Dictionary of National Biography, 1885-1900/Teeling, Bartholomew

TEELING, BARTHOLOMEW (1774–1798), United Irishman, was the eldest son of Luke Teeling and of Mary, daughter of John Taaffe of Smarmore Castle, Louth. He was born in 1774 at Lisburn, where his father, a descendant of an old Anglo-Norman family long settled in co. Meath, had established himself as a linen merchant. The elder Teeling was a delegate for co. Antrim to the catholic convention of 1793, better known as the ‘Back Lane parliament.’ Though not a United Irishman, he was actively connected with the leaders of the Unites Irish Society, and was arrested on suspicion of treason and confined in Carrickfergus prison till 1802.

Bartholomew, who was educated in Dublin at the academy of the Rev. W. Dubordieu, a French protestant clergyman, joined the United Irish movement before he was twenty, and was an active member of the club committee. In 1796 he went to France to aid the efforts of Wolfe Tone and others to induce the French government to undertake an invasion of Ireland. His mission having become known to the Irish government, he deemed it unsafe to return to England, and accepted a commission in the French army in the name of Biron. He served a campaign under Hoche with the army of the Rhine. In the autumn of 1798 he was attached to the expedition organised against Ireland as aide-de-camp and interpreter to General Humbert, and, embarking at La Rochelle, landed with the French army at Killala. During the brief campaign of less than three weeks’ duration, which terminated with the surrender of Ballinamuck, Teeling distinguished himself by his personal courage, particularly at the battle of Colooney. Being excluded of the exchange of prisoners which followed the surrender, though claimed by Humbert as his aide-de-camp, he was removed to Dublin, where he was tried before a court-martial. At the trial the evidence for the prosecution, though conclusive as to Teeling’s treason, was highly creditable to his humanity and tolerance, one of the witnesses deposing that when some of the rebels had endeavoured to excuse the outrages they had committed, on the ground that the victims were protestants, ‘ Mr. Teeling warmly exclaimed that he knew of no difference between a protestant or a catholic, nor should any be allowed’ (Irish Monthly Register, October 1798). But, despite an energetic appeal by Humbert, who wrote that ‘Teeling, by his bravery and generous conduct in all the towns through which we have passed, has prevented the insurgents from indulging in the most criminal excesses,’ he was sentenced to death by the court-martial. The viceroy finding himself unable to comply with the recommendation to mercy by which the sentence was accompanied, Teeling suffered the extreme penalty of the law at Arbour Hill on 24 Sept. 1798.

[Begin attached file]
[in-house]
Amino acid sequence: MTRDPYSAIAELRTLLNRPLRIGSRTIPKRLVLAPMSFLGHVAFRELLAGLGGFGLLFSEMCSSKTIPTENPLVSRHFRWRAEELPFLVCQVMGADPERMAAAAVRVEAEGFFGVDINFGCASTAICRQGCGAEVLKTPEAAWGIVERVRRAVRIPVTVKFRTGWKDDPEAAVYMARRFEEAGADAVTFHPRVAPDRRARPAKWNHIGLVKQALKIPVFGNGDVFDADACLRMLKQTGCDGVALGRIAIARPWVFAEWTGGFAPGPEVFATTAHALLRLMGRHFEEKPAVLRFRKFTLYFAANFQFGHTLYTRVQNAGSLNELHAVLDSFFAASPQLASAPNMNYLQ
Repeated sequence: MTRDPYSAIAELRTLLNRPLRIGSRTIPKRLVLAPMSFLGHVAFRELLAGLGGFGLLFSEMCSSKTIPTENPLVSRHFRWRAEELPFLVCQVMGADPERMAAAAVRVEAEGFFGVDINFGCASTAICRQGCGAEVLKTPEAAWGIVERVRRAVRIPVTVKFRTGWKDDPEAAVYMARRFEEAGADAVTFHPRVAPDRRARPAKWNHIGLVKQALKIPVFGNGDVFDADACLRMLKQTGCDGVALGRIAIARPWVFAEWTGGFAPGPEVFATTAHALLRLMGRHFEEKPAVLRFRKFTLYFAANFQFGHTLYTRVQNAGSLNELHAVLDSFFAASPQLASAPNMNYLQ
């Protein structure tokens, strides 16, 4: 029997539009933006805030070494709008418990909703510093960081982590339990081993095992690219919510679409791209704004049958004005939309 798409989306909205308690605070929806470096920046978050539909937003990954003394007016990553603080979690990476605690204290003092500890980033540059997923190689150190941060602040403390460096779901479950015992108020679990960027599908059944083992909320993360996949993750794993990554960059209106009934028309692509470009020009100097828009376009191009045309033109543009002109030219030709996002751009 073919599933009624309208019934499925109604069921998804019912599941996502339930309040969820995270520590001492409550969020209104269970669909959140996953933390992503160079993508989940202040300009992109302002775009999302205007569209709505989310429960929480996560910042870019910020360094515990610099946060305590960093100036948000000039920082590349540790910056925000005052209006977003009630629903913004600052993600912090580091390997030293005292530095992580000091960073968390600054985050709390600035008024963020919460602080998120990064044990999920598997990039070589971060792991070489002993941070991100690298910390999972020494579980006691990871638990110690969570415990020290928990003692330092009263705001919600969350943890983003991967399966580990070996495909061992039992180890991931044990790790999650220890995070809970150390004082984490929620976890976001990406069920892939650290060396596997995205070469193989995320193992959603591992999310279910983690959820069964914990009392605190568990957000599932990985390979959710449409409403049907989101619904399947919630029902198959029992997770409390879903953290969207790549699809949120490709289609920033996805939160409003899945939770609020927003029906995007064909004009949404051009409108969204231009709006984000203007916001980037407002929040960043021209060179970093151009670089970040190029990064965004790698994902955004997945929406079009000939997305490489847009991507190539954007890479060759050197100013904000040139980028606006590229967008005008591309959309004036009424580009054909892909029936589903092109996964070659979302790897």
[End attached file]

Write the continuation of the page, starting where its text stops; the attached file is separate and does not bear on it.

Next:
Charles Hamilton Teeling (1778–1850), Irish journalist, was a younger brother of Bartholomew, and, like him, connected with the United Irish movement. On 16 Sept. 1796, when still a lad, he was arrested with his father by Lord Castlereagh on suspicion of treason. He has previously been offered a commission in the British army, but had declined it as incompatible with his political sentiments. In 1802, he settled at Dundalk as a linen-bleacher. Subsequently he became proprietor of the ‘Belfast Northern Herald,’ and later on removed to Newry, where he established the ‘Newry Examiner.’ He was also (1832–5) the proprietor and editor of a monthly periodical, the ‘Ulster Magazine.’ In 1828 Teeling published his ‘Personal Narrative of the Rebellion of 1798,’ and in 1832 a ‘Sequel’ to this work appeared. The ‘Narrative,’ especially the earlier portion, is of considerable historical value. Though feeble as a literary performance, it throws much light on the state of feeling among the Roman catholics of Ulster prior to the Rebellion, and upon the later stages of the United Irish movement, as well as upon the actual progress of the insurrection in Ulster. In 1835 published ‘The History and Consequences of the Battle of the Diamond,’ a pamphlet which gives the Roman catholic version of the events in which the Orange Society originated, and in which the author himself had some share. Teeling died in Dublin in 1850. In 1802 he married Miss Carolan of Carrickmacross, co. Monaghan. His eldest daughter married, in 1836, Thomas (afterwards Lord) O’Hagan [q. v.], lord chancellor of Ireland.

[Personal Narrative of the Irish Rebellion, pp. 14–22, Sequel thereto, pp. 209–32; Madden’s United Irishmen, i. 326, iv. 15–27; J. Bowes Daly’s Ireland in ’98, pp. 375–400; Tone’s Autobiography, ed. Barry O’Brien, 1893, ii. 347; Cornwallis Correspondence, ii. 389, 402; Lecky’s Ireland in the Eighteenth Century, v. 63; private information.]

C. L. F.